Before I start I want to say that it is not my goal to personally attack anyone. If you read this and say, “I bet he’s talking about so-and-so!” Maybe I am, but saying “So-and-so has given bad advice” is different from saying “I think so-and-so sucks as a person.” We all make mistakes and all advice-givers, including me, have at one time given some really bad advice. In no case is my intention to say “Don’t listen to so-and-so,” but “Listen to so-and-so except when they give bad advice.”

The online business advice baloney detection kit: questions to ask yourself about any piece of business advice you encounter

Has the advice-giver actually done the thing he or she is advising on? This to me is the most important question to ask because if the answer is no then it’s highly likely that the advice is bullshit. There do exist advice-givers who give good advice despite not having direct experience doing what they advice (Ramit Sethi comes to mind) but most advice-givers are not nearly as sharp or as honest (with their audiences or with themselves) as Ramit is. And if the answer seems to be yes that the person as done the thing that they’re advising on, go deeper. Did they do the exact thing they’re advising or some variation on it? How significant is the variation?

Does the advice-giver have examples of success? Is there any empirical evidence that this works? If the advice-giver can’t produce at least a handful of people who have successfully followed their advice, then that’s a big red flag. If the advice-giver can’t even produce a single example of success, not even themselves, then that’s a screaming-loud alarm bell. And beware of examples that seem legit but really aren’t. Are the supposed success stories examples of people who followed a certain methodology to get where they are, or did the successes blindly stumble into the success they achieved and the advice-giver is retroactively laying a narrative on top of the story to make it look like the success was a result of the methodology? Also, if you’re a programmer, it matters whether the subject of the success story was a programmer or not. The laws of nature in the world of freelance design are different from the laws of nature in the world of freelance programming.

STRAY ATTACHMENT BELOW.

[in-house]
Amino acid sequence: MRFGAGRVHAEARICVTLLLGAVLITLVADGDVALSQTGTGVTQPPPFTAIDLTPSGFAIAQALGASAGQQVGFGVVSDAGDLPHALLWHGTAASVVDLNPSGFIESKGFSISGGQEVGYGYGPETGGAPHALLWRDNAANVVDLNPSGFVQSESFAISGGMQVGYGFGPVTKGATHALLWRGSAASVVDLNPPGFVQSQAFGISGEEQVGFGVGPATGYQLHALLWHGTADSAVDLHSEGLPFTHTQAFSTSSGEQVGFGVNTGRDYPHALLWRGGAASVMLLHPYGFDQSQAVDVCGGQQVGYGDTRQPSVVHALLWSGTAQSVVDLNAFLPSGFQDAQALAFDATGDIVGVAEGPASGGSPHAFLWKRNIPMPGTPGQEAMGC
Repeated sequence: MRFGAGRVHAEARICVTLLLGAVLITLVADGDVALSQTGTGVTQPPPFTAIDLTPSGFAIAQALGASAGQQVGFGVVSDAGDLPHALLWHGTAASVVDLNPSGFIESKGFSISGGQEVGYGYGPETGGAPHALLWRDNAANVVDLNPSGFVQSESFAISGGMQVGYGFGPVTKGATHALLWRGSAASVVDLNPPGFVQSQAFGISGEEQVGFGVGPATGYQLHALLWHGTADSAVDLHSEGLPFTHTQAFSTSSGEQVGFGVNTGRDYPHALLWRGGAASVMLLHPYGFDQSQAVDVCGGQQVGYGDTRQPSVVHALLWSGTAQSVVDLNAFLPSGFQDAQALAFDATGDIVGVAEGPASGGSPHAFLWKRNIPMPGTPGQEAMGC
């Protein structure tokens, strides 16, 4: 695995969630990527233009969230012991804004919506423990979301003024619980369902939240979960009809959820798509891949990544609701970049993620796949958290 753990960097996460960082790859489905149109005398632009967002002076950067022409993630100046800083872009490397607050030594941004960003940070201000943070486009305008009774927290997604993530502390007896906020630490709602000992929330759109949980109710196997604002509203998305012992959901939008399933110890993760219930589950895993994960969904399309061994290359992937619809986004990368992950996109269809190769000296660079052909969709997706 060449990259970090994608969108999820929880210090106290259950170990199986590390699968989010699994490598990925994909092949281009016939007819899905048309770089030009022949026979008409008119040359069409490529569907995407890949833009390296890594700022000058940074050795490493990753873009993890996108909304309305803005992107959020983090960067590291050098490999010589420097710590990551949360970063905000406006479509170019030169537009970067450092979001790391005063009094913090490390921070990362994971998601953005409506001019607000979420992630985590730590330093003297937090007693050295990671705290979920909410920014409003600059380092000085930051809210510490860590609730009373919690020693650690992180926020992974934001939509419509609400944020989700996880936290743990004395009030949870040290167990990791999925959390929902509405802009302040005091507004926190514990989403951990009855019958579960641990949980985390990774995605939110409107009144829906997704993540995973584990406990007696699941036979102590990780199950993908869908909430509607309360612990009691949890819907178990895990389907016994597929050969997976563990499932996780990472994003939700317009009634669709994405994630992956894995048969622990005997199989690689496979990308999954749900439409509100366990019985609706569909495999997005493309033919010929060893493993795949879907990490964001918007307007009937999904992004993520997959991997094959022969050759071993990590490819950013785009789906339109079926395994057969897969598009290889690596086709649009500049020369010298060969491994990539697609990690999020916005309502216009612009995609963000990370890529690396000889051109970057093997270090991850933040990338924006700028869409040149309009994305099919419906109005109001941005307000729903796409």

Are the testimonials instances of actual results or just anticipated results? Here’s a testimonial I found on a real sales page, paraphrased to protect the identity of the author: “This system is great. I know my business is going to change if I follow it!” This testimonial contains no evidence that the system actually works.

Closing

I want to re-emphasize that just because an advice-giver commits the (virtually unavoidable) sin of occasionally giving bad advice doesn’t automatically mean that that person is generally full of shit nor does it mean that I think you should start ignoring that person forever. It just means that that person gives bad advice once in a while. It’s useful to be able to tell which advice is the good and which is the bad.

How I’ve gotten my best freelancing/consulting clients

Good role models are hard to find

I’ve found it very hard to find success as a freelance programmer. One of the things that makes it so hard to be successful is that there are so few freelance programmers out there who have achieved what I would consider success.

What do I consider success? If I’ve managed to create an income or lifestyle that’s substantially better than what I would be able to have at a regular job, then that’s success. (To quantify this, I would not consider $150K/year working 40 hours a week to be freelancing success. You can get that at a regular job. Something like $300K/year for 20 hours a week with a lot of vacations would be more like it.)